98The International System of Units Contents The BIPM and the Metre Convention 95 Preface to the 8th edition 101 1 Introduction 103 1.1 Quantities and units 103 1.2 The International System of Units (SI) and the corresponding system of quantities 104 1.3 Dimensions of quantities 105 1.4 Coherent units, derived units with special names, and the SI prefixes 106 1.5 SI units in the framework of general relativity 107 1.6 Units for quantities that describe biological effects 107 1.7 Legislation on units 108 1.8 Historical note 108 2 SI units 111 2.1 SI base units 111 2.1.1 Definitions 111 220.127.116.11 Unit of length (metre) 112 18.104.22.168 Unit of mass (kilogram) 112 22.214.171.124 Unit of time (second) 112 126.96.36.199 Unit of electric current (ampere) 113 188.8.131.52 Unit of thermodynamic temperature (kelvin) 113 184.108.40.206 Unit of amount of substance (mole) 114 220.127.116.11 Unit of luminous intensity (candela) 115 2.1.2 Symbols for the seven base units 116 2.2 SI derived units 116 2.2.1 Derived units expressed in terms of base units 116 2.2.2 Units with special names and symbols; units that incorporate special names and symbols 117 2.2.3 Units for dimensionless quantities, also called quantities of dimension one 120 3 Decimal multiples and submultiples of SI units 121 3.1 SI prefixes 121 3.2 The kilogram 122
994 Units outside the SI 123 4.1 Non-SI units accepted for use with the SI, and units based on fundamental constants 123 4.2 Other non-SI units not recommended for use 1295 Writing unit symbols and names, and expressing the values of quantities 130 5.1 Unit symbols 130 5.2 Unit names 131 5.3 Rules and style conventions for expressing values of quantities 131 5.3.1 Value and numerical value of a quantity, and the use of quantity calculus 131 5.3.2 Quantity symbols and unit symbols 132 5.3.3 Formatting the value of a quantity 133 5.3.4 Formatting numbers, and the decimal marker 133 5.3.5 Expressing the measurement uncertainty in the value of a quantity 133 5.3.6 Multiplying or dividing quantity symbols, the values of quantities, or numbers 134 5.3.7 Stating values of dimensionless quantities, or quantities of dimension one 134Appendix 1. — Decisions of the CGPM and the CIPM 137Appendix 2. — Practical realization of the definitions of some important units 172Appendix 3. — Units for photochemical and photobiological quantities 173List of acronyms 175Index 177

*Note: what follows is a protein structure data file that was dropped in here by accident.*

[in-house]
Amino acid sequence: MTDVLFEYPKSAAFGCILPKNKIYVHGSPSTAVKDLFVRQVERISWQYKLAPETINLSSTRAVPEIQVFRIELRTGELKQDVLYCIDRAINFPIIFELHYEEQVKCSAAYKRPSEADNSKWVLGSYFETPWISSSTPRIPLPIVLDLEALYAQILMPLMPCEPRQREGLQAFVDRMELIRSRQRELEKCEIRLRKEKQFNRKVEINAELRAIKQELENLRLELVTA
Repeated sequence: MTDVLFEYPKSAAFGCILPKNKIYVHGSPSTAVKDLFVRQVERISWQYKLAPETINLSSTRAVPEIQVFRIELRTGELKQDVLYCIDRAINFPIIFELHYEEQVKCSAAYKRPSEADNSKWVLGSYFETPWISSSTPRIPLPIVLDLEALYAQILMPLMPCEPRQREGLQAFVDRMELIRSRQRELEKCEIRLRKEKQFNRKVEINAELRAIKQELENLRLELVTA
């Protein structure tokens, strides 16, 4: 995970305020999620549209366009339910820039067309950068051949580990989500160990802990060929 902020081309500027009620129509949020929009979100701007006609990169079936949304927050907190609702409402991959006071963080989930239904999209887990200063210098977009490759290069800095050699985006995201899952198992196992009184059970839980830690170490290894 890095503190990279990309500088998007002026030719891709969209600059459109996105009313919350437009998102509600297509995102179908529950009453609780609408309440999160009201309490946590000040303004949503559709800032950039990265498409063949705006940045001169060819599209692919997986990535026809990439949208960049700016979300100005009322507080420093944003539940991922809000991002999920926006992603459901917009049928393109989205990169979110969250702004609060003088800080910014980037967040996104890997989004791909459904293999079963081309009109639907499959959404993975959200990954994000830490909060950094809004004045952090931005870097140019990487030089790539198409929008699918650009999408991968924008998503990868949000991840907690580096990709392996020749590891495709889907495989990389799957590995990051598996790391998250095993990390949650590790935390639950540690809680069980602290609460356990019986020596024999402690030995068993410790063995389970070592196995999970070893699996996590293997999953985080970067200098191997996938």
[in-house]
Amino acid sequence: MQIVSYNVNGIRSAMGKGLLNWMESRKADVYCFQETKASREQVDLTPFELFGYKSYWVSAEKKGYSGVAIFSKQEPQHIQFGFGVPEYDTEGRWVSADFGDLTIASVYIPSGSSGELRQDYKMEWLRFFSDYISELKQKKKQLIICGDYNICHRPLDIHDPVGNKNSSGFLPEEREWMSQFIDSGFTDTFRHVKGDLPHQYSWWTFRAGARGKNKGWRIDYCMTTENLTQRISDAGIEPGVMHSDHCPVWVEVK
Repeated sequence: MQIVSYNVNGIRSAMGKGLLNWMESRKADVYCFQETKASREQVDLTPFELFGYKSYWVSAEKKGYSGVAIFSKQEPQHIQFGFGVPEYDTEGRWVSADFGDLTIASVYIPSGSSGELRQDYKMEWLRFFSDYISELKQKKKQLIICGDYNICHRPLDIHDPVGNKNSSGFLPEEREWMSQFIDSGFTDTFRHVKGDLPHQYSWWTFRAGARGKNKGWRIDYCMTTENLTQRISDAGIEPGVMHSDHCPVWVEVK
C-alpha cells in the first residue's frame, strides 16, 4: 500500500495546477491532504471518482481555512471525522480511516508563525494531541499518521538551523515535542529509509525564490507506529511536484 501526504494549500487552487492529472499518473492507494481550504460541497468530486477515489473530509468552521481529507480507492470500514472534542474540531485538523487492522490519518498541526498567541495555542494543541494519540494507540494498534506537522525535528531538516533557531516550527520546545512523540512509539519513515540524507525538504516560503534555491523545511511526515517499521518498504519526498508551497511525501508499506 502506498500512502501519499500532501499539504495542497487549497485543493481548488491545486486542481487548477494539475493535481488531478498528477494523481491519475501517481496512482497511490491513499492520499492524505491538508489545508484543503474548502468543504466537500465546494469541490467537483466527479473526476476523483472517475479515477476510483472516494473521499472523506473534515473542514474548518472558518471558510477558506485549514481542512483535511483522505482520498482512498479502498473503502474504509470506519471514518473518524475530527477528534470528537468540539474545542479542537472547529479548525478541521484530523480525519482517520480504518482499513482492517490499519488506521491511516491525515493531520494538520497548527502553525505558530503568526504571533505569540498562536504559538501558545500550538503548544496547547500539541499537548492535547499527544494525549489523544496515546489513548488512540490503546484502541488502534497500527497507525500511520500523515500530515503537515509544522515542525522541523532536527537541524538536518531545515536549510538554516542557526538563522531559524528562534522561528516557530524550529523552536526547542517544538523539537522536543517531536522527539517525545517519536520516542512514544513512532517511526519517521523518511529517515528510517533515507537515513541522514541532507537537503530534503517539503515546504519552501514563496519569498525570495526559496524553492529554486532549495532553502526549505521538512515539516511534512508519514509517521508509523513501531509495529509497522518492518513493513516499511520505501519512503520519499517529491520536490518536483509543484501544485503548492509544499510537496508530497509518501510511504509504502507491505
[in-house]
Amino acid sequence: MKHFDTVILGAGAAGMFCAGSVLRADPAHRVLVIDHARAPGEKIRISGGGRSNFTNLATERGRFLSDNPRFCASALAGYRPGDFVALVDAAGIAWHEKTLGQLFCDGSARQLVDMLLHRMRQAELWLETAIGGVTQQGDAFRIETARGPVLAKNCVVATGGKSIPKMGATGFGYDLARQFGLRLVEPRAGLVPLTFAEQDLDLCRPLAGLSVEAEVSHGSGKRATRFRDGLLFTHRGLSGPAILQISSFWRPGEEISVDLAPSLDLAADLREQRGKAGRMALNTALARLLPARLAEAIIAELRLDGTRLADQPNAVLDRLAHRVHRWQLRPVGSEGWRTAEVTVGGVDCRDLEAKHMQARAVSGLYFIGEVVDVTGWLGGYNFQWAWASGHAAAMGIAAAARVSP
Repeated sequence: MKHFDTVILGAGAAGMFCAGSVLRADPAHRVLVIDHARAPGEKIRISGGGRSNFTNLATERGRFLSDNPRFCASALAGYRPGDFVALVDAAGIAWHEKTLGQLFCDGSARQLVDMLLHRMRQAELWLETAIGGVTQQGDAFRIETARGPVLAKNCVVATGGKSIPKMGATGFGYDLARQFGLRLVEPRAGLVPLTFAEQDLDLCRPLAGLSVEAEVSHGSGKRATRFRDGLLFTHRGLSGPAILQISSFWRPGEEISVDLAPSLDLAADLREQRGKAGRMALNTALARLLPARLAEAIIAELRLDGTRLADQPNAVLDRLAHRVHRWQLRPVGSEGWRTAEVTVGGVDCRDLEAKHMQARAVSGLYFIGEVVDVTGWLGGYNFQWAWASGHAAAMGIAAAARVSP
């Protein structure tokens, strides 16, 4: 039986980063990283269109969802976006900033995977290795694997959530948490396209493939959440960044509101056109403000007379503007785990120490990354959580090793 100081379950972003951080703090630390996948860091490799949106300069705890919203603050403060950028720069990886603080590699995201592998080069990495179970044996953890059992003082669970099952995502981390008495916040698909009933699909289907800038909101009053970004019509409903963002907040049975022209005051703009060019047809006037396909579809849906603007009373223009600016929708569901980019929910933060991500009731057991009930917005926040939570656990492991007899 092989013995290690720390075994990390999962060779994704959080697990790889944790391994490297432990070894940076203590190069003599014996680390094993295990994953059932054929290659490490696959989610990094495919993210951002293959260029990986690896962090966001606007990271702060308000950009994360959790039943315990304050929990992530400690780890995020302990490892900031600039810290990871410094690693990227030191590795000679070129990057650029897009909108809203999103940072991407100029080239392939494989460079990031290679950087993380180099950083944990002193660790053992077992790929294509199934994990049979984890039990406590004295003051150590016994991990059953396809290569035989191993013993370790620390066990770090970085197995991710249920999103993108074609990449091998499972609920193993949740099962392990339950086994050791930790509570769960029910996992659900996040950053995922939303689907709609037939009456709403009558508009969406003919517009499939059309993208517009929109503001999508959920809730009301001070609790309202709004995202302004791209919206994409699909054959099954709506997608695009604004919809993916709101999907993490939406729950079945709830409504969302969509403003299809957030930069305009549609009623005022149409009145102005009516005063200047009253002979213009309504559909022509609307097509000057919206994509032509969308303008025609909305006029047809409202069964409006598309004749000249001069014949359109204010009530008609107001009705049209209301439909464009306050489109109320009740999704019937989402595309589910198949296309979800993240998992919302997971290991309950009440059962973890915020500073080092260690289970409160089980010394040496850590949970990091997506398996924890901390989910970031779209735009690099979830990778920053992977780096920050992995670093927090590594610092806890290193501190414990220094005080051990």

101Prefaceto the 8th edition We have pleasure in introducing the 8th edition of this publication, commonly called the SI Brochure, which defines and presents the Système International d’Unités, the SI (known in English as the International System of Units). This Brochure is published as a hard copy, and is also available in electronic form at www.bipm.org/en/si/si_brochure/. Since 1970, the Bureau International des Poids et Mesures, the BIPM (known in English as the International Bureau of Weights and Measures), has published seven previous editions of this document. Its main purpose is to define and promote the SI, which has been used around the world as the preferred language of science and technology since its adoption in 1948 through a Resolution of the 9th Conférence Générale des Poids et Mesures, the CGPM (known in English as the General Conference on Weights and Measures). The SI is, of course, a living system which evolves, and which reflects current best measurement practice. This 8th edition therefore contains a number of changes since the previous edition. As before, it lists the definitions of all the base units, and all the Resolutions and Recommendations of the Conférence Générale des Poids et Mesures and the Comité International des Poids et Mesures, the CIPM (known in English as the International Committee for Weights and Measures), relating to the International System of Units. Formal reference to CGPM and CIPM decisions are to be found in the successive volumes of the Comptes Rendus of the CGPM (CR) and the Procès- Verbaux of the CIPM (PV); many of these are also listed in Metrologia. To simplify practical use of the system, the text provides explanations of these decisions, and the first chapter provides a general introduction to establishing a system of units and to the SI in particular. The definitions and the practical realizations of all the units are also considered in the context of general relativity. A brief discussion of units associated with biological quantities has been introduced for the first time. Appendix 1 reproduces, in chronological order, all the decisions (Resolutions, Recommendations, Declarations) promulgated since 1889 by the CGPM and the CIPM on units of measurement and the International System of Units. Appendix 2 exists only in the electronic version, which is available at www.bipm.org/en/si/si_brochure/appendix2/. It outlines the practical realization of some important units, consistent with the definitions given in the principal text, which metrological laboratories can make to realize physical units and to calibrate material standards and measuring instruments of the highest quality. This appendix will be updated regularly to reflect improvements in the experimental techniques for realizing the units. Appendix 3 presents units used to measure actinic effects in biological materials.